YOU ARE: a media company executive. You own the Seattle Times. Profits are endangered. Ad dollars are down. Political ad revenue is down, especially. Your job is to find a solution.
FIRST: Consider some obvious possibilities. You can hire more sales people to pitch advertisers, including political campaigns. You can ask your current sales team to try harder, target smarter, pitch pithier, innovate! You can pinch pennies and layoff expensive editors, cut your travel and reimbursement budget, stop publishing on certain days, shrink your circulation, that kind of stuff.
SECOND: Consider some slightly less obvious options. You can invest in a new section that concentrates on the software revolution to attract targeted advertising for a Seattle audience. You can supplement revenue with new business divisions that you think could be profitable in a year or so, like an events arm or an annual conference.
What do you DO?
While you're thinking, here's what the Seattle Times Company did. It bought two advertisements in its own paper on behalf of political campaigns. It's as if The Atlantic replaced a "house ad" for The Atlantic Wire with a square that said "Exxon: Just a great, great company." As Dylan Byers reports:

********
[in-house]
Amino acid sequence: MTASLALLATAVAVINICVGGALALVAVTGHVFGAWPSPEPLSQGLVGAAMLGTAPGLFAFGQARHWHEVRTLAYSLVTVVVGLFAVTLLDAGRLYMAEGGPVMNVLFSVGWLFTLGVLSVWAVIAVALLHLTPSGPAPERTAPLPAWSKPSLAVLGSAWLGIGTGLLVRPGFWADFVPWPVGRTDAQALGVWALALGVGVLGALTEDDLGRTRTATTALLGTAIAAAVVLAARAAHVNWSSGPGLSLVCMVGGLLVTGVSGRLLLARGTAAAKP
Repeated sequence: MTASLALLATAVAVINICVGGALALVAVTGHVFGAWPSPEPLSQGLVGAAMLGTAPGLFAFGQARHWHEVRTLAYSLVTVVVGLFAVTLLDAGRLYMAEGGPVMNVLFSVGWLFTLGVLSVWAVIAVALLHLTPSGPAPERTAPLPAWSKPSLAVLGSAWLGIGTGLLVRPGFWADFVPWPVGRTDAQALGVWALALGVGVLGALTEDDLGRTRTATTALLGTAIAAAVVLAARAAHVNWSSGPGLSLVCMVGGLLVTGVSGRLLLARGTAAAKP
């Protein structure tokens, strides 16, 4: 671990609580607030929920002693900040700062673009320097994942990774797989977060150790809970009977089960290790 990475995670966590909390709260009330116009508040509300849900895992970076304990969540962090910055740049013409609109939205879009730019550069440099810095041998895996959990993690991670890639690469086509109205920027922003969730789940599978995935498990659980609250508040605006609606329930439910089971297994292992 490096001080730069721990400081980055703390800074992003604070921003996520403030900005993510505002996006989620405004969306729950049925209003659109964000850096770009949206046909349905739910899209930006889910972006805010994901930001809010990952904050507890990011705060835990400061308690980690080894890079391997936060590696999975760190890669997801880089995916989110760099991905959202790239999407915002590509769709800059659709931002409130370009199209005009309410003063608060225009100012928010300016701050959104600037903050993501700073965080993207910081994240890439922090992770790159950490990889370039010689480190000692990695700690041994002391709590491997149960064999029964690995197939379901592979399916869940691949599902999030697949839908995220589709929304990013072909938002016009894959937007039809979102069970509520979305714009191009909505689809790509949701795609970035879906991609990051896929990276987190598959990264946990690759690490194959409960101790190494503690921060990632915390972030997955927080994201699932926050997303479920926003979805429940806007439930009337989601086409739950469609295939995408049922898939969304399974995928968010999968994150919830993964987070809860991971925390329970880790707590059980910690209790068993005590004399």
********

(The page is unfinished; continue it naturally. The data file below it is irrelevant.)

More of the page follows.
The ad is part of an independent-expenditure campaign with no coordination between the paper and the campaign, according to a statement from The Seattle Times. The ad appears on page B6 and says [Republican gubernatorial candidate Rob] McKenna is a "choice that will make us all proud" and praises the candidate's time as Washington state's attorney general. The advertisement states that "no candidate authorized this ad. It is paid for by The Seattle Times Company."
Try telling an old, long-time Seattle Times reader that a Seattle Times Company endorsement in the Seattle Times is not in fact a Seattle Times endorsement but in fact an Seattle Times Company "advertising initiative." (Predictably, readers and journalists are angry.)
If you're thinking "buying an ad in your own newspaper doesn't make you any money," then yes, you are technically correct. But, you are not yet thinking at the expansively creative level of the Seattle Times Company. Their theory is that the advertisement will prove so demonstrably valuable that future political campaigns will learn to pay $100,000 of their *own money* to the newspaper. In other words, it's an inherently misleading and hollow advertisement designed to persuade companies that advertisements have meaning and value.
I've been chastened enough by predictions to stop making them -- at least too many of them. But rather than guess the fate of this decision, I'll settle for saying: This is pretty much the weirdest media business decision I have ever heard of.